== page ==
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Repeal is dead (for now). But will Obamacare survive?

WASHINGTON — Now what?

The Republicans’ years-long desire to repeal Obamacare has collapsed, but that doesn’t mean all is well with the health reform law.

There are signs that the individual marketplace is stabilizing, but it remains fragile in many states. And the sudden halt to the repeal and replace effort early Friday morning added more uncertainty into Obamacare’s future.

With the deadline to set 2018 rates fewer than three weeks away, insurers were hoping Congress and the White House would address their most pressing needs, including the continued funding of a critical set of subsidies and other funds to cover high-cost enrollees.

“Important improvements are needed to ensure the individual market delivers lower costs and more choices,” Marilyn Tavenner, CEO of America’s Health Insurance Plans, wrote to Senate leaders this week. “The status quo is not sustainable.”

President Trump, however, injected more drama into the situation on Saturday, tweeting that he will cut off the cost-sharing subsidies if Congress doesn’t pass a health care bill quickly. The subsidies reduce deductibles and out-of-pocket costs for lower-income enrollees.

Insurers have had to deal with this threat since Trump took office in January. The administration is now paying the subsidies on a monthly basis, leaving the industry worried that he could end them at any time.

Already, some carriers have requested large rate hikes for next year to cover them in case Trump decides to stop paying the cost-sharing reduction subsidies. In Nevada, for instance, insurers have asked to increase rates by 38%, on average for 2018. Meanwhile in Colorado, Cigna wants an average hike of 41% next year.

Other carriers no longer wanted to deal with the volatility and decided to walk away from the individual market. Anthem, Aetna, Humana and other insurers have reduced their footprint or have exited completely. Nearly 25,000 people in 38 counties are at risk of having no options on the exchanges in 2018 unless another carrier steps in, according to the Kaiser Family Foundation. If this actually comes to pass, it will be the first time in the nearly four years since Obamacare launched.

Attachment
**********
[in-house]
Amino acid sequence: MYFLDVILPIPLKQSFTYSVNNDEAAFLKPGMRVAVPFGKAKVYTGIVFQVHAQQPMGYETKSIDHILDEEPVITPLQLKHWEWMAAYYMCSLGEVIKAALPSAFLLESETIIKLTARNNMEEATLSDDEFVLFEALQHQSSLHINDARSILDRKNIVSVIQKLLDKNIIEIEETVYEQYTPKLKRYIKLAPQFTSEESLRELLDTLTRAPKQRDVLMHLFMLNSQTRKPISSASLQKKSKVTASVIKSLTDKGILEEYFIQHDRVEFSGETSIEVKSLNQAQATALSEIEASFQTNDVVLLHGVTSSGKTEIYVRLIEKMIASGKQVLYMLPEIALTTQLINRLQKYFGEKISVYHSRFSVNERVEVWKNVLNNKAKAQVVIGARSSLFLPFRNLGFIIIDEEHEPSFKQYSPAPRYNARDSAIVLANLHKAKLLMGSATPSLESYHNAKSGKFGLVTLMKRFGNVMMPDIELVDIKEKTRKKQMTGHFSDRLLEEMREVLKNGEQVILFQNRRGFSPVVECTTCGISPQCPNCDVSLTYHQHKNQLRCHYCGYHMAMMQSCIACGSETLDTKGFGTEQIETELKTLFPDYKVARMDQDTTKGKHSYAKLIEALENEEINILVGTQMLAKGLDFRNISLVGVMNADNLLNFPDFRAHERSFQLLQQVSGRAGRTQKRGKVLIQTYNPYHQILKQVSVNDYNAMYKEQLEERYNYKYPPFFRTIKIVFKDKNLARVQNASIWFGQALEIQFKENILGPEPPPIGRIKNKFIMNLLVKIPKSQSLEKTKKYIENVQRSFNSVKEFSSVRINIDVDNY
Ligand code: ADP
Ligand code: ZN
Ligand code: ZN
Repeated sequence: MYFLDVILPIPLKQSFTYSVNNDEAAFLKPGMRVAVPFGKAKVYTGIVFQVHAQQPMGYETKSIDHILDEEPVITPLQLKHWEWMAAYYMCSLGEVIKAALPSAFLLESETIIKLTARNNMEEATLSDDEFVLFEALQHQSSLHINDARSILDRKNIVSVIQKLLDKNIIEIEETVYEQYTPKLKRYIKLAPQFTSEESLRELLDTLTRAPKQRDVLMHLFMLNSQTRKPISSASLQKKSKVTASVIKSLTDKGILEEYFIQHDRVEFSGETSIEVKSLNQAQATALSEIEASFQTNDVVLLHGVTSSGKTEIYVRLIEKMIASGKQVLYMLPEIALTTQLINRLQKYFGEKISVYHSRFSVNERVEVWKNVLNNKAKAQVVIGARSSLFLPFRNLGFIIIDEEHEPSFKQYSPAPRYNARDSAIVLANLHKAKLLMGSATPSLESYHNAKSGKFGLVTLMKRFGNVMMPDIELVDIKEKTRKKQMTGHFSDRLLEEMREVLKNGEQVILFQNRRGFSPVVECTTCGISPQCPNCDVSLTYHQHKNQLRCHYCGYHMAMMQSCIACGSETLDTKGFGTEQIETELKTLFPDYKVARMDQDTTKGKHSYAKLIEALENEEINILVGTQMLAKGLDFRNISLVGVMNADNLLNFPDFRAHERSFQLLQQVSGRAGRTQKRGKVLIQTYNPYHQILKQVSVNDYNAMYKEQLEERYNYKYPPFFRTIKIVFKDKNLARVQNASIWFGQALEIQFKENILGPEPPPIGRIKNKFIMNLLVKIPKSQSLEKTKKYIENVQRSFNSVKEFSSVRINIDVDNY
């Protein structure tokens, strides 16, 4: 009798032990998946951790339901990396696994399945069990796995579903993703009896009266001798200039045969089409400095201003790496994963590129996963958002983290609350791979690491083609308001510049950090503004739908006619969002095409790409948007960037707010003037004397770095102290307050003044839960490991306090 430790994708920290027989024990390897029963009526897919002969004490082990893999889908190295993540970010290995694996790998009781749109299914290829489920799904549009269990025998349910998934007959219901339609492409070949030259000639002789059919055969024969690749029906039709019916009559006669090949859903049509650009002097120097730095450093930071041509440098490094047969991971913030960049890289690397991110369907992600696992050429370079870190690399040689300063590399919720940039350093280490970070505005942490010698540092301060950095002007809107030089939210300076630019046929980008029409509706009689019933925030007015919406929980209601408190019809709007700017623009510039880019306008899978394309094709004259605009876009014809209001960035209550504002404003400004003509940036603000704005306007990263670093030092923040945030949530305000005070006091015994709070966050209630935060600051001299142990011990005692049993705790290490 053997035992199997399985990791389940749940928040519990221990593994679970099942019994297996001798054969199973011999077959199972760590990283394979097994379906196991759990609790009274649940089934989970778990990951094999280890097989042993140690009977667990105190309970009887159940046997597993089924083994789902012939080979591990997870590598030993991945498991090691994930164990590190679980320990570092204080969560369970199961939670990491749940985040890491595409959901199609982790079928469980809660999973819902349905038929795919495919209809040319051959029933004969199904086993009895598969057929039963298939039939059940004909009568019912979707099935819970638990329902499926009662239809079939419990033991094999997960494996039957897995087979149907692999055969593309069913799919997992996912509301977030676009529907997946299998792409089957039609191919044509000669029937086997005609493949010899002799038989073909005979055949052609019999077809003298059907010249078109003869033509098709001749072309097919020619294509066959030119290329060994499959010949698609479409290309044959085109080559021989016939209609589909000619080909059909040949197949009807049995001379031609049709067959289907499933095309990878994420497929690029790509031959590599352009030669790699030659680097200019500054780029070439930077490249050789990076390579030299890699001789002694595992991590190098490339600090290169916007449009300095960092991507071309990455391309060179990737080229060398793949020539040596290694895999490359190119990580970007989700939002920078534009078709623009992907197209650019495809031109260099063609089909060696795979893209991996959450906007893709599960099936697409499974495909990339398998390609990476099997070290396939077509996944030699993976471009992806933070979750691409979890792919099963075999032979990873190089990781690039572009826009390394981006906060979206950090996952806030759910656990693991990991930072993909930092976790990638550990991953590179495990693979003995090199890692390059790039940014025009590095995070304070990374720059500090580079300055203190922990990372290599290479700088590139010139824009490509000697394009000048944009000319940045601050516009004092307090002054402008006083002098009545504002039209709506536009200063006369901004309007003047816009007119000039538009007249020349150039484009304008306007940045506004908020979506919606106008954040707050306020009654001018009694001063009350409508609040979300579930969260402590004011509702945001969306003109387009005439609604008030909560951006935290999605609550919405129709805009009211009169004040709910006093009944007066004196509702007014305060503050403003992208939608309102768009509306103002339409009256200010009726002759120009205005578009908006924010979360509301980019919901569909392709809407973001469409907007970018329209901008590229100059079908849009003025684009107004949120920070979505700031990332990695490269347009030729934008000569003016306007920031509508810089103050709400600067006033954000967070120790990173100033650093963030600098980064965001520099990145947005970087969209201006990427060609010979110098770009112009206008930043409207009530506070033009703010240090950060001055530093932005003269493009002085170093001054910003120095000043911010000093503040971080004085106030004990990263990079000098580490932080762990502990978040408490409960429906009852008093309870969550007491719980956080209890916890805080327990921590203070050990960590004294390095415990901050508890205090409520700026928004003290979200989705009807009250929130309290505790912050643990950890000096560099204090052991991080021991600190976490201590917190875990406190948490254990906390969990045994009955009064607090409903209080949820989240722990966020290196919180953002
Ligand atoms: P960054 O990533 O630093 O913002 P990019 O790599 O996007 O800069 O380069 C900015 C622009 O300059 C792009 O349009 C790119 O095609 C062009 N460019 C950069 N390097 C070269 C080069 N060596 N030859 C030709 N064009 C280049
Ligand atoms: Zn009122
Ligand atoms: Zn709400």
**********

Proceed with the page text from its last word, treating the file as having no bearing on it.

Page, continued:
Anthem, which has already announced it will withdraw from three of its 14 states next year, said Wednesday it needs more predictability, particularly on the subsidies. The insurer, one of the largest on the exchanges, has 1.5 million enrollees in Obamacare plans.

“If we aren’t able to gain certainty on some of these items quickly, we do expect that we will need to revise our rate filings to further narrow our level of participation,” CEO Joseph Swedish said in an earnings call.

Insurers have until September 27 to make a final decision about their participation next year. State regulators had hoped the repeal effort would have funded the cost-sharing reduction subsidies in the short run, giving carriers some peace of mind. But now, with Trump rooting for Obamacare to implode and conservative lawmakers reluctant to prop it up, more may decide to withdraw.

“If we don’t see any rapid action to reconsider at least the CSR appropriations, we’re going to see a large number of insurers reconsidering their participation decision,” said Julie Mix McPeak, president-elect of the National Association of Insurance Commissioners. “Relying on the administration — that has only agreed to pay the CSRs on a month-to-month basis, even through 2017. They haven’t agreed to anything for 2018 — that is what is most concerning for us as regulators.”

Insurers say they are committed to working with Congress and the Trump administration to stabilize the individual market. Some Republican lawmakers say they are open to reaching across the aisle to find solutions, at least in the short term.

Arizona Senator John McCain, whose opposition to the repeal bill helped doom it early Friday, exhorted his colleagues to seek a bipartisan fix. Senator Lamar Alexander of Tennessee, who chairs the health committee, said he would hold hearings over the next few weeks on shoring up the individual market.

The big wild card, however, remains Trump and his administration. The president has repeatedly said Obamacare is dead, and that it’s the Democrats’ fault. But he and his officials have done things to hasten that outcome.

Hours after his inauguration, Trump signed an executive order seeking to ease the financial burden that the law placed on Americans, insurers and others. More recently, he and his officials have showcased the health reform law’s “victims,” saying Americans must be rescued.

“Since day one of the Trump Administration, the team at HHS has taken numerous steps to provide relief to Americans who are reeling from the status quo, and this effort will continue,” said Health Secretary Tom Price after the Senate failed to pass a repeal bill.

In addition to refusing to commit to paying the cost-sharing subsidies, the administration has left insurers wondering whether it will enforce the individual mandate. The provision, which requires nearly all Americans to have insurance or pay a penalty, is key to getting coveted young and healthy consumers to buy policies.

Also, insurers are concerned that the Trump administration will undermine open enrollment this fall. It has already cut the sign-up period in half and ended contracts with two marketing firms that promote participation. These moves come after it abruptly pulled ads at the end of the last season, just days after the president took office.

About half a million fewer people signed up for coverage on the exchanges for 2017 compared to the year before — the first drop since Obamacare began.